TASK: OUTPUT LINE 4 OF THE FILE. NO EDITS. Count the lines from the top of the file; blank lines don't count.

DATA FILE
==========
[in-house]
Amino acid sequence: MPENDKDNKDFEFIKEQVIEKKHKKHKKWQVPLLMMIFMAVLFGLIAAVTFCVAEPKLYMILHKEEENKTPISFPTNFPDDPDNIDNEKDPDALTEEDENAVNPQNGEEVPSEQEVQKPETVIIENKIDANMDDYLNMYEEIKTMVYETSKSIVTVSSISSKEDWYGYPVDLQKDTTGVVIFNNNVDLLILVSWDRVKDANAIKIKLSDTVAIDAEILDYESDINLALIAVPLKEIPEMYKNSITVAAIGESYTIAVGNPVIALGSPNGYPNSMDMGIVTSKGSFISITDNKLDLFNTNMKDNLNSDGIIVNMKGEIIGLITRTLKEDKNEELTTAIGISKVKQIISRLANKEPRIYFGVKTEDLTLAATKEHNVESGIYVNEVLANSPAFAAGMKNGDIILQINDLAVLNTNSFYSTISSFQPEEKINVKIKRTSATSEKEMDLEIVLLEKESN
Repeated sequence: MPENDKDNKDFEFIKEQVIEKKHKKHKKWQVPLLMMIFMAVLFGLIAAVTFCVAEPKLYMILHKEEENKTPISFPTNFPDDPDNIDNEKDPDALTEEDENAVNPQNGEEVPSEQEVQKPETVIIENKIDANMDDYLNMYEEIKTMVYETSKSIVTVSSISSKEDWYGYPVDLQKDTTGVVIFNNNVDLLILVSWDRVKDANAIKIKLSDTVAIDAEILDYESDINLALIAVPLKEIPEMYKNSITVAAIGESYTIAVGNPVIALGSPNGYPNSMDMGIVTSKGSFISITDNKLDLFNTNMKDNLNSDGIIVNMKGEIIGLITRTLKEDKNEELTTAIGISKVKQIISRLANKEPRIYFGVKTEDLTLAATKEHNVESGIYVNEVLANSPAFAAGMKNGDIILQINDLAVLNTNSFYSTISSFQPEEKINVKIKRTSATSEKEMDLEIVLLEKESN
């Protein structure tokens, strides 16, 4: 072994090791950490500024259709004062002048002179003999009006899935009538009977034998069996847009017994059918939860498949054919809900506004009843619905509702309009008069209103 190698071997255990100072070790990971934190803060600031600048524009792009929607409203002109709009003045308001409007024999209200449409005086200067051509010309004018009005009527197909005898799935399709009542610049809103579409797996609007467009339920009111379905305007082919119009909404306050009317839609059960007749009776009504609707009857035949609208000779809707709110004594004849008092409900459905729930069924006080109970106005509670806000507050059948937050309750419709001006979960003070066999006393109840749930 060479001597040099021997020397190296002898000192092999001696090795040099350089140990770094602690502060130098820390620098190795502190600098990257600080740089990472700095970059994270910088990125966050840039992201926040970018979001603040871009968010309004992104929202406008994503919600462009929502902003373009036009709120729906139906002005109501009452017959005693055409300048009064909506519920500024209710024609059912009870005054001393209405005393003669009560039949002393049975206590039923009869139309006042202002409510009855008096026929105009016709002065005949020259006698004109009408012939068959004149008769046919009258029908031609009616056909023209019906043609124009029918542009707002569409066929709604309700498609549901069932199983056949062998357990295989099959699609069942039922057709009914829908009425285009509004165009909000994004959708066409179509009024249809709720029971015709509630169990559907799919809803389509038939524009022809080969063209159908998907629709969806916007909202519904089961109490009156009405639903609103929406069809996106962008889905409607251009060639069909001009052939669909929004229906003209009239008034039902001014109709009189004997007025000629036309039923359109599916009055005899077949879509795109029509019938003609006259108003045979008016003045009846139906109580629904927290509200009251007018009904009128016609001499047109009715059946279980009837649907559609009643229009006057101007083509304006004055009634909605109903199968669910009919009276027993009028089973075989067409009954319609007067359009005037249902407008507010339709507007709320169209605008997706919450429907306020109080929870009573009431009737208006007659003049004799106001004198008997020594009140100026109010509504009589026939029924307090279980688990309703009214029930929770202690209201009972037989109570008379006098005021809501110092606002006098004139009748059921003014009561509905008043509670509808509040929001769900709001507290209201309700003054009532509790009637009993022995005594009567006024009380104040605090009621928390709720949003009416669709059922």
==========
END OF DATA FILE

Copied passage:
């Protein structure tokens, strides 16, 4: 072994090791950490500024259709004062002048002179003999009006899935009538009977034998069996847009017994059918939860498949054919809900506004009843619905509702309009008069209103 190698071997255990100072070790990971934190803060600031600048524009792009929607409203002109709009003045308001409007024999209200449409005086200067051509010309004018009005009527197909005898799935399709009542610049809103579409797996609007467009339920009111379905305007082919119009909404306050009317839609059960007749009776009504609707009857035949609208000779809707709110004594004849008092409900459905729930069924006080109970106005509670806000507050059948937050309750419709001006979960003070066999006393109840749930 060479001597040099021997020397190296002898000192092999001696090795040099350089140990770094602690502060130098820390620098190795502190600098990257600080740089990472700095970059994270910088990125966050840039992201926040970018979001603040871009968010309004992104929202406008994503919600462009929502902003373009036009709120729906139906002005109501009452017959005693055409300048009064909506519920500024209710024609059912009870005054001393209405005393003669009560039949002393049975206590039923009869139309006042202002409510009855008096026929105009016709002065005949020259006698004109009408012939068959004149008769046919009258029908031609009616056909023209019906043609124009029918542009707002569409066929709604309700498609549901069932199983056949062998357990295989099959699609069942039922057709009914829908009425285009509004165009909000994004959708066409179509009024249809709720029971015709509630169990559907799919809803389509038939524009022809080969063209159908998907629709969806916007909202519904089961109490009156009405639903609103929406069809996106962008889905409607251009060639069909001009052939669909929004229906003209009239008034039902001014109709009189004997007025000629036309039923359109599916009055005899077949879509795109029509019938003609006259108003045979008016003045009846139906109580629904927290509200009251007018009904009128016609001499047109009715059946279980009837649907559609009643229009006057101007083509304006004055009634909605109903199968669910009919009276027993009028089973075989067409009954319609007067359009005037249902407008507010339709507007709320169209605008997706919450429907306020109080929870009573009431009737208006007659003049004799106001004198008997020594009140100026109010509504009589026939029924307090279980688990309703009214029930929770202690209201009972037989109570008379006098005021809501110092606002006098004139009748059921003014009561509905008043509670509808509040929001769900709001507290209201309700003054009532509790009637009993022995005594009567006024009380104040605090009621928390709720949003009416669709059922």